Modern romance: Gen-Y is late to the wedding, but wants marriage
Gen-Y is is rewriting modern romance as the path to marriage gets longer but more certain: Young people want more certainty before the wedding.
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Millennial courtship involves an extra step between dating and marriage – living together, something that was far less common a generation ago.Skip to next paragraph
"It's essentially a way to test-drive relationships," says Seligson, the dating-and-marriage author. Both she and her husband believe their living together before marriage was a key building block toward married life. "People date for a long time now before they get married, and I think these are relationships that would have culminated in marriage much sooner a generation ago," she says. "But today marriage is really [the end result of] exploration, of finding out who we are and what we want to do with our lives. People want to get their ducks in order, professionally and financially, before they get married."
That caution in commitment is connected to Millennials' very real fear of divorce.
Smock, the University of Michigan sociologist, says that in almost every interview she conducted with young adults, they cited the 1-in-2 divorce rate (although it is slightly lower now) of marriages that began in the 1970s and '80s. "Gen-Y is very aware that divorce may be right around the corner," she says. A 19-year-old woman she interviewed, who was not dating at the time, said she wanted to live together before getting married so she would know what to expect in the future.
"When I get married, I want it to happen one time, once," one 19-year-old responded, in Smock's survey. "That's it. I just want to do it one time. I don't want to be divorced and looking for another one and going through all that. I just want ... the perfect guy, and that's it."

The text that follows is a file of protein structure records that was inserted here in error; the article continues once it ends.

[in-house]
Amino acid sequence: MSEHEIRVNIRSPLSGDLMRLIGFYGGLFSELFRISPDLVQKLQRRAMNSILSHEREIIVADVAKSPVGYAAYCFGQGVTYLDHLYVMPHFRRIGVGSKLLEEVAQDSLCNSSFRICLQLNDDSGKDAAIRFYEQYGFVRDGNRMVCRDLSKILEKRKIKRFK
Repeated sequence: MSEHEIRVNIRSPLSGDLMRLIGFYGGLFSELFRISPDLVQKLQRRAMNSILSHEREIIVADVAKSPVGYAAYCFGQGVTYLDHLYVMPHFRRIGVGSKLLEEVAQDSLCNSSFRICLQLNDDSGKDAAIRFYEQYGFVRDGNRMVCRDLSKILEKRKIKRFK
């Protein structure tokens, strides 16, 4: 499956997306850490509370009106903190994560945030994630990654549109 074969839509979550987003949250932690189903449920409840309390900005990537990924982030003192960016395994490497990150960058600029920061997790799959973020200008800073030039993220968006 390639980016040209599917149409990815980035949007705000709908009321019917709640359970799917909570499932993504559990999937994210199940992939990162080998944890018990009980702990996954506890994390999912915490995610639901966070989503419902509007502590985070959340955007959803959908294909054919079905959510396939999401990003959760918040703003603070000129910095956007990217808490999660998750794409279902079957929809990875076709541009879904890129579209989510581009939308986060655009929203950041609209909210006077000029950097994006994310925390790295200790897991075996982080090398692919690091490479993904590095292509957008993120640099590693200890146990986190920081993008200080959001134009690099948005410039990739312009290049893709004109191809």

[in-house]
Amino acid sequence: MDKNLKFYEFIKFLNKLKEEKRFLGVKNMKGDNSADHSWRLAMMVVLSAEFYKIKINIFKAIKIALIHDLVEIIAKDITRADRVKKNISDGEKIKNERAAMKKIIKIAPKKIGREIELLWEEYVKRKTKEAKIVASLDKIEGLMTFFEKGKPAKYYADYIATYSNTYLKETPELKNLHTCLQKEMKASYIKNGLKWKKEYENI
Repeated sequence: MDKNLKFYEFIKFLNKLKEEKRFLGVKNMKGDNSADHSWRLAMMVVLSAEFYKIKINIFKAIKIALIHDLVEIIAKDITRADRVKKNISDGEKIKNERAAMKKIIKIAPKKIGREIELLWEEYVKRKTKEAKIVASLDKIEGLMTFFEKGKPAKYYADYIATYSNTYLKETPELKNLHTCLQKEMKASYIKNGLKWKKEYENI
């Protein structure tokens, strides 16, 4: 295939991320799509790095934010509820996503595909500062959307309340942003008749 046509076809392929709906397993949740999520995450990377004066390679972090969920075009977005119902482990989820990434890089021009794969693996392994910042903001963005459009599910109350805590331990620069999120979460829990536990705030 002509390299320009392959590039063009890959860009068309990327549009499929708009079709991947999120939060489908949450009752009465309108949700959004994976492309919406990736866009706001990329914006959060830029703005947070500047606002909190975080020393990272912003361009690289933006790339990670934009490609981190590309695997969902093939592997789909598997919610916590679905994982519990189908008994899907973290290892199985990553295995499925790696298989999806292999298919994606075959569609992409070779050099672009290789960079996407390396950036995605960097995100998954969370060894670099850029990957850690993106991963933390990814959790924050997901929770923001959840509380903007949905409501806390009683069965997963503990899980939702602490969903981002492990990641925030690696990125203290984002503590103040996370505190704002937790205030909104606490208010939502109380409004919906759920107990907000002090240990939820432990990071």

Millennials even exhibit some ambivalence about living together. A new courtship phenomenon called stayovers was documented last July in a paper published in the Journal of Social and Personal Relationships titled " 'We're Not Living Together': Stayover Relationships Among College-Educated Emerging Adults."
Coauthors Tyler Jamison, a doctoral candidate in the department of human development and family studies at the University of Missouri in Columbia, and Prof. Lawrence Ganong interviewed 22 young adults involved in exclusive relationships. The study found that all stayed together several nights a week but hadn't moved in together. They weren't sharing house keys and didn't leave clothes or toothbrushes at their partner's homes.
That phenomenon, says Ms. Jamison, had never been documented before.
"We looked at the research on mate selection, dating, and cohabitation – the stayover just didn't exist," says Jamison. Ultimately, about 70 percent of those getting married today do wind up living together first, according to a 2009 national survey conducted by Rhoades and her colleagues at the Center for Marital and Family Studies.
"I've never been in a rush to get married, but I do support marriage. I think it's kind of a blessing," says Anna Fields, a 30-year-old writer and teacher living in Winston-Salem, N.C. The author of "Confessions of a Rebel Debutante" and "Chasing Meridian," a young adult novel coming out later this year, has been living with her boyfriend for four years. They also own a house together.
"Test-drive" and "rent-a-marriage" were terms that came up fairly often – especially among men – during the focus groups and in-depth interviews Smock conducted as part of her research into cohabitation.